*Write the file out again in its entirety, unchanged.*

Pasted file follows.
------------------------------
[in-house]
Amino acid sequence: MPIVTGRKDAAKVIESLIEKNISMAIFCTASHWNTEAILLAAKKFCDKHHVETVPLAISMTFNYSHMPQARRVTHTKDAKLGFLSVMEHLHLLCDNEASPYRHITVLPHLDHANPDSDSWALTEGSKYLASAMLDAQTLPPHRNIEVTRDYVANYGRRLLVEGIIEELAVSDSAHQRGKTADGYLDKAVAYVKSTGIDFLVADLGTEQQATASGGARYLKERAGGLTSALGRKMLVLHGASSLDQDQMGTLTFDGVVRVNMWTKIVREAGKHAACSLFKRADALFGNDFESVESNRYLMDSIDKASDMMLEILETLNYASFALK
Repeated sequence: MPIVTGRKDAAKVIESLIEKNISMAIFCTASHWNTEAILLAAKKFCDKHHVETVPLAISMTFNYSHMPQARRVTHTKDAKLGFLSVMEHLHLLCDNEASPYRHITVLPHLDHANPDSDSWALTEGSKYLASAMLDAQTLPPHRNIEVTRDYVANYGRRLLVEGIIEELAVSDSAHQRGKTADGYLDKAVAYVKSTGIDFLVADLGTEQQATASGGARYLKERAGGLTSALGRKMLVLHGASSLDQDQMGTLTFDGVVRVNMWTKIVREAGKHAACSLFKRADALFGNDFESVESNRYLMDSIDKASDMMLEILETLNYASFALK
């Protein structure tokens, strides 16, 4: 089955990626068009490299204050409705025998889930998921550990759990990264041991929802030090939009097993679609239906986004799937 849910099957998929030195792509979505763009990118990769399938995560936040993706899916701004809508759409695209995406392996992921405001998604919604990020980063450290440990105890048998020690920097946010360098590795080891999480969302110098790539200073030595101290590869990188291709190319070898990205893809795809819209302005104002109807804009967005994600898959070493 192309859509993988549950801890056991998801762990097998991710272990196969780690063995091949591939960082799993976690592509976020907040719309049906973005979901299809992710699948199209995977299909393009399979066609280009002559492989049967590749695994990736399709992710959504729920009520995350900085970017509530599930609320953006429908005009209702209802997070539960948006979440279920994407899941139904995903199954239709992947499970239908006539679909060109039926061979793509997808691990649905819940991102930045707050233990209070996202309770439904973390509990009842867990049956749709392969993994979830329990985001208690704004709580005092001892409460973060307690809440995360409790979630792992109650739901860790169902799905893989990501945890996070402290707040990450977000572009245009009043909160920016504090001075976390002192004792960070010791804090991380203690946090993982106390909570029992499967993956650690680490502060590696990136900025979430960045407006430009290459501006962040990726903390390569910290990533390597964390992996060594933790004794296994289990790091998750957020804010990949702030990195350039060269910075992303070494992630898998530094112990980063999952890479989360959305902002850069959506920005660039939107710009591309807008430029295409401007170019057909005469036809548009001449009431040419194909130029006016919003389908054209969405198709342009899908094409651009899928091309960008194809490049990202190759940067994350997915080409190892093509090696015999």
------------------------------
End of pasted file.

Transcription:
[in-house]
Amino acid sequence: MPIVTGRKDAAKVIESLIEKNISMAIFCTASHWNTEAILLAAKKFCDKHHVETVPLAISMTFNYSHMPQARRVTHTKDAKLGFLSVMEHLHLLCDNEASPYRHITVLPHLDHANPDSDSWALTEGSKYLASAMLDAQTLPPHRNIEVTRDYVANYGRRLLVEGIIEELAVSDSAHQRGKTADGYLDKAVAYVKSTGIDFLVADLGTEQQATASGGARYLKERAGGLTSALGRKMLVLHGASSLDQDQMGTLTFDGVVRVNMWTKIVREAGKHAACSLFKRADALFGNDFESVESNRYLMDSIDKASDMMLEILETLNYASFALK
Repeated sequence: MPIVTGRKDAAKVIESLIEKNISMAIFCTASHWNTEAILLAAKKFCDKHHVETVPLAISMTFNYSHMPQARRVTHTKDAKLGFLSVMEHLHLLCDNEASPYRHITVLPHLDHANPDSDSWALTEGSKYLASAMLDAQTLPPHRNIEVTRDYVANYGRRLLVEGIIEELAVSDSAHQRGKTADGYLDKAVAYVKSTGIDFLVADLGTEQQATASGGARYLKERAGGLTSALGRKMLVLHGASSLDQDQMGTLTFDGVVRVNMWTKIVREAGKHAACSLFKRADALFGNDFESVESNRYLMDSIDKASDMMLEILETLNYASFALK
């Protein structure tokens, strides 16, 4: 089955990626068009490299204050409705025998889930998921550990759990990264041991929802030090939009097993679609239906986004799937 849910099957998929030195792509979505763009990118990769399938995560936040993706899916701004809508759409695209995406392996992921405001998604919604990020980063450290440990105890048998020690920097946010360098590795080891999480969302110098790539200073030595101290590869990188291709190319070898990205893809795809819209302005104002109807804009967005994600898959070493 192309859509993988549950801890056991998801762990097998991710272990196969780690063995091949591939960082799993976690592509976020907040719309049906973005979901299809992710699948199209995977299909393009399979066609280009002559492989049967590749695994990736399709992710959504729920009520995350900085970017509530599930609320953006429908005009209702209802997070539960948006979440279920994407899941139904995903199954239709992947499970239908006539679909060109039926061979793509997808691990649905819940991102930045707050233990209070996202309770439904973390509990009842867990049956749709392969993994979830329990985001208690704004709580005092001892409460973060307690809440995360409790979630792992109650739901860790169902799905893989990501945890996070402290707040990450977000572009245009009043909160920016504090001075976390002192004792960070010791804090991380203690946090993982106390909570029992499967993956650690680490502060590696990136900025979430960045407006430009290459501006962040990726903390390569910290990533390597964390992996060594933790004794296994289990790091998750957020804010990949702030990195350039060269910075992303070494992630898998530094112990980063999952890479989360959305902002850069959506920005660039939107710009591309807008430029295409401007170019057909005469036809548009001449009431040419194909130029006016919003389908054209969405198709342009899908094409651009899928091309960008194809490049990202190759940067994350997915080409190892093509090696015999």